Yes, Taylor McFerrin is the son of Bobby McFerrin and actually Early Riser, whilst a debut album, has been around – or bits of it have at least – for quite some time. So this is more a case of the end-result; an album that’s been honed, sat on. The fact that it’s part of the ever-expanding Brainfeeder label might overhype it – you see this is more Robert Glasper than Flying Lotus. Actually, the silky jazz of Already There (featuring Glasper and Thundercat) is a highlight. It’s one of many tracks that show McFerrin’s great skill as a producer – harnessing an innate jazziness. The vocal tracks – such as Decisions (featuring Emily King) and The Antidote (featuring Nai Palm) – while nice, sound at best unremarkable, often close to dated. Sometimes just sedated.
His famous father makes an appearance for the loping, sloped-off beat of the title track, McFerrin Senior’s voice still an amazing instrument, sounding here about as good as it ever has in fact. It’s laconic though – I could have done with this playing out through several moods, and certainly for longer.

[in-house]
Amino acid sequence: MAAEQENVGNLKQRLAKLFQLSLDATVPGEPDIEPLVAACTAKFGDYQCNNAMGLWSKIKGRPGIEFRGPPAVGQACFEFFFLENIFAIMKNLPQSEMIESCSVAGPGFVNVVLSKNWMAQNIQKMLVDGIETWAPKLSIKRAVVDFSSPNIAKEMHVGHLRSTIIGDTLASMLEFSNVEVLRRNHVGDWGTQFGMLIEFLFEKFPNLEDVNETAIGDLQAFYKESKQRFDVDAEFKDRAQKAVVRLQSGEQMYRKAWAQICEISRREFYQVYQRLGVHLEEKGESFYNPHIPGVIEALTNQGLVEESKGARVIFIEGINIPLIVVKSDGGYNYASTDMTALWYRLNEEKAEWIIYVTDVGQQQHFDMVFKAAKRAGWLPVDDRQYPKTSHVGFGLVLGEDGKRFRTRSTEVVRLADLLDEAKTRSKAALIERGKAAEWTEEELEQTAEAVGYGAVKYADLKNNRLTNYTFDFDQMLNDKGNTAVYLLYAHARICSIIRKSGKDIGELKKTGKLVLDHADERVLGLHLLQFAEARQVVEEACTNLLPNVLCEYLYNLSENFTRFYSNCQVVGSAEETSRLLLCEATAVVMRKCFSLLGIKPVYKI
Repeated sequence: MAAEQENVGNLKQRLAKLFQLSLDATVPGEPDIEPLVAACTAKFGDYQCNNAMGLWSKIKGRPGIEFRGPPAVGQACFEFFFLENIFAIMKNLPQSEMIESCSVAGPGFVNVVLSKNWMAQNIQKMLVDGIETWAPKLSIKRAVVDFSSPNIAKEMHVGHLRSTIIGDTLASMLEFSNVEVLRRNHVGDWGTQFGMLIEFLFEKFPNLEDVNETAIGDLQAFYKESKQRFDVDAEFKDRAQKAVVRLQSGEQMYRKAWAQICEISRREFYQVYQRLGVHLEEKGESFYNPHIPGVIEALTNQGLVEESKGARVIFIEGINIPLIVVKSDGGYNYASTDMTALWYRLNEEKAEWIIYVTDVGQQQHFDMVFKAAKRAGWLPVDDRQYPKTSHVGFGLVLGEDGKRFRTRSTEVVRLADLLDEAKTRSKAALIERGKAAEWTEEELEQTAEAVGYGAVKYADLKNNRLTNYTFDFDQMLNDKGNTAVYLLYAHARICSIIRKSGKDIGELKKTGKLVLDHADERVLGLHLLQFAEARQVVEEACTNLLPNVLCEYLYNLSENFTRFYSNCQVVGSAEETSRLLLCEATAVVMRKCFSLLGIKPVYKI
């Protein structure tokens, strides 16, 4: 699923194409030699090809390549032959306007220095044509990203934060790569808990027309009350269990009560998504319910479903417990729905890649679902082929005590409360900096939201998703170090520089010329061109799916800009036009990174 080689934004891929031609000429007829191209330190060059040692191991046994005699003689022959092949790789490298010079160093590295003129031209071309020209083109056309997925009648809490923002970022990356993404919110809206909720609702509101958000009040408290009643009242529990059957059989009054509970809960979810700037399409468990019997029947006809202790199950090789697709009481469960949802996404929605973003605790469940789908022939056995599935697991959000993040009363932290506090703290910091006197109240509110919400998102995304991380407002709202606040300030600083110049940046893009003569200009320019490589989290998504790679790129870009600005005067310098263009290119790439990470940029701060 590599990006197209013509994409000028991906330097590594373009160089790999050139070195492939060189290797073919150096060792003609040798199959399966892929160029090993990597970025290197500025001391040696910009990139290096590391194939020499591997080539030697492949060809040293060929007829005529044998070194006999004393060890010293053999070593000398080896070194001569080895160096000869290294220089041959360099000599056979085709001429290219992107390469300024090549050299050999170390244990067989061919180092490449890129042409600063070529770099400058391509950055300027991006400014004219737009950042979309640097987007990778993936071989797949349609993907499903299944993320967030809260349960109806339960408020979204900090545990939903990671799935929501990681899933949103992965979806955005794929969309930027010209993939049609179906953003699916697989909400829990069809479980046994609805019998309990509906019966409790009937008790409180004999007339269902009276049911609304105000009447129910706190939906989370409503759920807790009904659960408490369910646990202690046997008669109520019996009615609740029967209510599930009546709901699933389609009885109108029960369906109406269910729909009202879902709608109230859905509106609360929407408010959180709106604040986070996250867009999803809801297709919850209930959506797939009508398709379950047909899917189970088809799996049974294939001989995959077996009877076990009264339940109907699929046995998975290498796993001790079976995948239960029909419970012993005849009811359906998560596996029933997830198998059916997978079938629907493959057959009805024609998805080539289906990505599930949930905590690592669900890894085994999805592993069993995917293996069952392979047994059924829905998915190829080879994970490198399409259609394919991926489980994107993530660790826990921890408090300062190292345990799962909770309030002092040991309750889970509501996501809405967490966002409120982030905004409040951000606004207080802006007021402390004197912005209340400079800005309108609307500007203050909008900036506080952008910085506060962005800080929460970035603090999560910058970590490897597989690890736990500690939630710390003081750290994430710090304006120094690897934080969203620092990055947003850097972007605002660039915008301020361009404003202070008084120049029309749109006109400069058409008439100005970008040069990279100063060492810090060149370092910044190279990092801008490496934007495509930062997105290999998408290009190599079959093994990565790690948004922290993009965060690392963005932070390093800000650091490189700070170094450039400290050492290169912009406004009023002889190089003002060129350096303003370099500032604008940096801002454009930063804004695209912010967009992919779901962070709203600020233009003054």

Early Riser is never a bad album but it’s also never as exciting as I hoped it would be. The sound – the sonic – is lush, warm, sometimes actually a little too perfect. But it isn’t until the album’s closer, PLS DNT LSTN, that we get the full grasp of McFerrin’s jazz/fusion feel – it’s as if he’s splicing DJ Shadow treatments up against material from Jaco Pastorius’s great self-titled debut. By then, the great wonder that that is – and one or two other ‘nice’ tracks – it’s too late. And the filler-fodder that dictates will have any serious-minded beat-junkie heading for the hills, looking for a sound that’s more exciting, more interesting than most of what’s here.